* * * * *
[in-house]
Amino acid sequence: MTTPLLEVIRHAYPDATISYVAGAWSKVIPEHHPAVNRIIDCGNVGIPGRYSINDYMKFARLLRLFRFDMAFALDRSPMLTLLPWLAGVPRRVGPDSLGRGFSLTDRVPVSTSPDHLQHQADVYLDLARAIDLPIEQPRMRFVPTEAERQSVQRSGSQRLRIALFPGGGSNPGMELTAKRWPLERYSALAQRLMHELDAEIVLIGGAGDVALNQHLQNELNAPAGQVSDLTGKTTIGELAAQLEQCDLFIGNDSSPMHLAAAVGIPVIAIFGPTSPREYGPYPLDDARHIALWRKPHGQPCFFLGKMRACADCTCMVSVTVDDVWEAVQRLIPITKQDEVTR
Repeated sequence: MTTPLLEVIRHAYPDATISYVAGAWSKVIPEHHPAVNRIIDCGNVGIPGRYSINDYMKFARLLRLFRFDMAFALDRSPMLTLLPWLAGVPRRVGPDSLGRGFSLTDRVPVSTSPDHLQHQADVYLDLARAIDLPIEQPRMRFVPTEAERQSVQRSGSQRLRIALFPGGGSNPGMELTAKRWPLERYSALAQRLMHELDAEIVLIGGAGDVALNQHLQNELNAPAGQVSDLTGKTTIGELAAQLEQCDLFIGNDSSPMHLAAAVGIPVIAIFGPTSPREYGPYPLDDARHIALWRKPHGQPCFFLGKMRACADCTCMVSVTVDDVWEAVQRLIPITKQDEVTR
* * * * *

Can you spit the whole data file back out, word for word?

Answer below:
[in-house]
Amino acid sequence: MTTPLLEVIRHAYPDATISYVAGAWSKVIPEHHPAVNRIIDCGNVGIPGRYSINDYMKFARLLRLFRFDMAFALDRSPMLTLLPWLAGVPRRVGPDSLGRGFSLTDRVPVSTSPDHLQHQADVYLDLARAIDLPIEQPRMRFVPTEAERQSVQRSGSQRLRIALFPGGGSNPGMELTAKRWPLERYSALAQRLMHELDAEIVLIGGAGDVALNQHLQNELNAPAGQVSDLTGKTTIGELAAQLEQCDLFIGNDSSPMHLAAAVGIPVIAIFGPTSPREYGPYPLDDARHIALWRKPHGQPCFFLGKMRACADCTCMVSVTVDDVWEAVQRLIPITKQDEVTR
Repeated sequence: MTTPLLEVIRHAYPDATISYVAGAWSKVIPEHHPAVNRIIDCGNVGIPGRYSINDYMKFARLLRLFRFDMAFALDRSPMLTLLPWLAGVPRRVGPDSLGRGFSLTDRVPVSTSPDHLQHQADVYLDLARAIDLPIEQPRMRFVPTEAERQSVQRSGSQRLRIALFPGGGSNPGMELTAKRWPLERYSALAQRLMHELDAEIVLIGGAGDVALNQHLQNELNAPAGQVSDLTGKTTIGELAAQLEQCDLFIGNDSSPMHLAAAVGIPVIAIFGPTSPREYGPYPLDDARHIALWRKPHGQPCFFLGKMRACADCTCMVSVTVDDVWEAVQRLIPITKQDEVTR